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Number of UK buy-to-let landlords has increased by 49% in five years

The number of UK buy-to-let landlords has risen 49% in the last five years to an all-time high of 2.7 million, research from ludlowthompson estate agents found.

The residential market has stayed relatively strong during the coronavirus pandemic, though the commercial property market has fared poorly, as 54% of tenants have held discussions with their landlords about taking a rent holiday.

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Stephen Ludlow, chairman of ludlowthompson, said: “The buy-to-let market has continued to provide a reliable return on investment for landlords, even during the worst of the pandemic when other forms of investments went through a period of intense volatility.”

“The historic resilience of residential property means many private investors are still looking to add to their holdings, particularly before March 2021 when the stamp duty holiday ends.”

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“We would advise existing and prospective landlords to consider re-purposing their properties to meet the changing needs of tenants.

“With people spending more time at home, having extra space both in and outdoors has become more important than ever. Outdoor areas and home offices are both in very high in demand, as is accessibility to high-speed WiFi.”


Source: Property Wire

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Manchester is top UK location for buy-to-let investment

Manchester has been revealed as the top location for buy-to-let investment, according to Aldermore’s Buy-to-Let City Tracker.

Cambridge was noted as the second best location for BTL investment and London as the third.

The tracker analysed 50 cities from across the UK and assessed the best location based on average total rent, the best short-term returns through yield, long-term return through house price growth over the past decade, the lowest number of vacancies as a proportion of total housing stock, and percentage of the city population in the rental market.

According to the lender, significant investment in commercial and residential developments over the past five years in Manchester contributed to it being the top BTL investment location.

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The cities main selling points for private landlords include rental returns and long-term house price growth, but more importantly it has one of the biggest rental markets in the UK, with 31% of Manchester’s population being private renters.

In addition, it has low vacancy rates, above average rental prices and property prices increased by 4.1% annually.

Jon Cooper, head of mortgage distribution at Aldermore, said: “There has been a high level of uncertainty for landlords since the COVID-19 outbreak and they have had to continuously adapt to a raft of challenges but, with so many working from home right now, it reinforces the importance of a robust and diverse private rented sector.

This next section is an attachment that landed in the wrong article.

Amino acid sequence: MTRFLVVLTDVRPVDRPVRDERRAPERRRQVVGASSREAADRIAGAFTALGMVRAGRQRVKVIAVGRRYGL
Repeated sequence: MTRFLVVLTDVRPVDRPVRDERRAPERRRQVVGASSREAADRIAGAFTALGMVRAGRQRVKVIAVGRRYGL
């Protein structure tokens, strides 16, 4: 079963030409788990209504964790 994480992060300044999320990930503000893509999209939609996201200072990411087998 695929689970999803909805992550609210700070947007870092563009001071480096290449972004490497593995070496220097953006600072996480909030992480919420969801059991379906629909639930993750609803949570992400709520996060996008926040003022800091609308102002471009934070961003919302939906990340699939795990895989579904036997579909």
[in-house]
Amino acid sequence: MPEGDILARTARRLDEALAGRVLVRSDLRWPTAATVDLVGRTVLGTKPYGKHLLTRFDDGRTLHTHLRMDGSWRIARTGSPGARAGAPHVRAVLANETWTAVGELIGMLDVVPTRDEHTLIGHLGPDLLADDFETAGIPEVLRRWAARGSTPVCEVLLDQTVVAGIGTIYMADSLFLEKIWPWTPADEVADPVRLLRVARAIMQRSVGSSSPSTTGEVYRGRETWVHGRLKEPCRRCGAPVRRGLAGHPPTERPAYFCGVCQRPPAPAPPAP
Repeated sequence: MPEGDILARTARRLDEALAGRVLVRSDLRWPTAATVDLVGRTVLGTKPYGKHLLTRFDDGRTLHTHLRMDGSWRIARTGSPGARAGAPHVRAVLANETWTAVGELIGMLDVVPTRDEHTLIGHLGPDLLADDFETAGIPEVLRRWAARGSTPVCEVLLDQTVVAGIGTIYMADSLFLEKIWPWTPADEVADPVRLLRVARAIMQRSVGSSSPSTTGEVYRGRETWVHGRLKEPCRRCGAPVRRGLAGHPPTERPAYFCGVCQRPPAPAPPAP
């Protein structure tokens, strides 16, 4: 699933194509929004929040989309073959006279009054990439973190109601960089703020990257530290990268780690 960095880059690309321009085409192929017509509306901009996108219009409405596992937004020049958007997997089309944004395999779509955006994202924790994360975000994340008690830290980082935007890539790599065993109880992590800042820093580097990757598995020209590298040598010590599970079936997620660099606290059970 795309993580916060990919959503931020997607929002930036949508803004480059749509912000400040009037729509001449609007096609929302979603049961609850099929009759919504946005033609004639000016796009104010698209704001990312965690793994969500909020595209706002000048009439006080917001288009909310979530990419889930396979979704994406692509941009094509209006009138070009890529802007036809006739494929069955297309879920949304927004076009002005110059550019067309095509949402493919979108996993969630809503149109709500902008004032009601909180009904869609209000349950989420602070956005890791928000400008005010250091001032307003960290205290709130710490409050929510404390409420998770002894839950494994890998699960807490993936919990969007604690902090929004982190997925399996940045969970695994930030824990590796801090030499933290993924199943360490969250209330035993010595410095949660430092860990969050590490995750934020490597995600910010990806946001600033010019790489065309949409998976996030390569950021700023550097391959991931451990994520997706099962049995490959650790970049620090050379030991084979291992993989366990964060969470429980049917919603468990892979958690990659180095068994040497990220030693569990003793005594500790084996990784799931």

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“The changing needs of renters, whether to move to a new location or a different type of property to fit flexible working demands, has created investment opportunities for landlords.

“The private rented sector is vital to the economy right now and its recovery from the pandemic so landlords should seek portfolio advice from their lenders to see how they can look at new ways to support the sector.”

By Jake Carter

Source: Mortgage Introducer

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Rental Market Buoyant Except In London

Rents in London have fallen during the Coronavirus pandemic, property portal Zoopla has reported. However, London is the exception and rents risen in a buoyant rental market across the UK as a whole, it said.

‘Average rents in London have fallen by 5.2 per cent over the last 12 months, reaching levels last seen in 2014’, Zoopla found. It puts this down to ‘new working patterns and lack of tourism during pandemic’.

In contrast, rents increased outside London by 1.7 per cent and rental has increased by a fifth over last year – strong demand that is being driven by a squeeze on lending to potential first-time buyers, said Zoopla.

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‘At the same time, supply remains constrained with levels of investment in buy to let still reduced following the changes to Stamp Duty (the additional 3 per cent surcharge on second properties) and the wider tax regime introduced from 2016 onwards’.

Renters are showing increasing interest in larger properties, especially those that may have access to outside space.